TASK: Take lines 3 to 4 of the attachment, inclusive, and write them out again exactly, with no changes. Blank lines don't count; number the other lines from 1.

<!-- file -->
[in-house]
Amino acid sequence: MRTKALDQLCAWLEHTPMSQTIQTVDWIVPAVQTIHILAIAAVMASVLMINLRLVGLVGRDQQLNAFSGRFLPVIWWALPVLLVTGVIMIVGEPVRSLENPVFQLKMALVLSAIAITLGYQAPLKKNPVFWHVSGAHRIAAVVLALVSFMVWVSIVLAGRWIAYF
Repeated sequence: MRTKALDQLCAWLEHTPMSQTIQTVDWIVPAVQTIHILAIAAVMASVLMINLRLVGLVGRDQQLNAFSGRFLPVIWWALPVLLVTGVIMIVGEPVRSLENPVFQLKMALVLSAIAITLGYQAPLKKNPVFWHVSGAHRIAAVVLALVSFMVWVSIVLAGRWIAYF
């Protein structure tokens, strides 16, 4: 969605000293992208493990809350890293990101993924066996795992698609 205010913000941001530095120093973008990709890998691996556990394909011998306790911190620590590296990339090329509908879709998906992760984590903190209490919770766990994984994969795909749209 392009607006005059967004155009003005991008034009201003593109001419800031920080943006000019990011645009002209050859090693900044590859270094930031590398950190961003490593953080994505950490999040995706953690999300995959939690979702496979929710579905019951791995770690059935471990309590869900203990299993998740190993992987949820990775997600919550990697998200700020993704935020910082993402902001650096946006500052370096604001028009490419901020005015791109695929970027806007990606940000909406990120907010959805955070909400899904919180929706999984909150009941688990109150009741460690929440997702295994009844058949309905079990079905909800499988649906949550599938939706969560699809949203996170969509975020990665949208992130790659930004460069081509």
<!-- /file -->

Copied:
Repeated sequence: MRTKALDQLCAWLEHTPMSQTIQTVDWIVPAVQTIHILAIAAVMASVLMINLRLVGLVGRDQQLNAFSGRFLPVIWWALPVLLVTGVIMIVGEPVRSLENPVFQLKMALVLSAIAITLGYQAPLKKNPVFWHVSGAHRIAAVVLALVSFMVWVSIVLAGRWIAYF
């Protein structure tokens, strides 16, 4: 969605000293992208493990809350890293990101993924066996795992698609 205010913000941001530095120093973008990709890998691996556990394909011998306790911190620590590296990339090329509908879709998906992760984590903190209490919770766990994984994969795909749209 392009607006005059967004155009003005991008034009201003593109001419800031920080943006000019990011645009002209050859090693900044590859270094930031590398950190961003490593953080994505950490999040995706953690999300995959939690979702496979929710579905019951791995770690059935471990309590869900203990299993998740190993992987949820990775997600919550990697998200700020993704935020910082993402902001650096946006500052370096604001028009490419901020005015791109695929970027806007990606940000909406990120907010959805955070909400899904919180929706999984909150009941688990109150009741460690929440997702295994009844058949309905079990079905909800499988649906949550599938939706969560699809949203996170969509975020990665949208992130790659930004460069081509």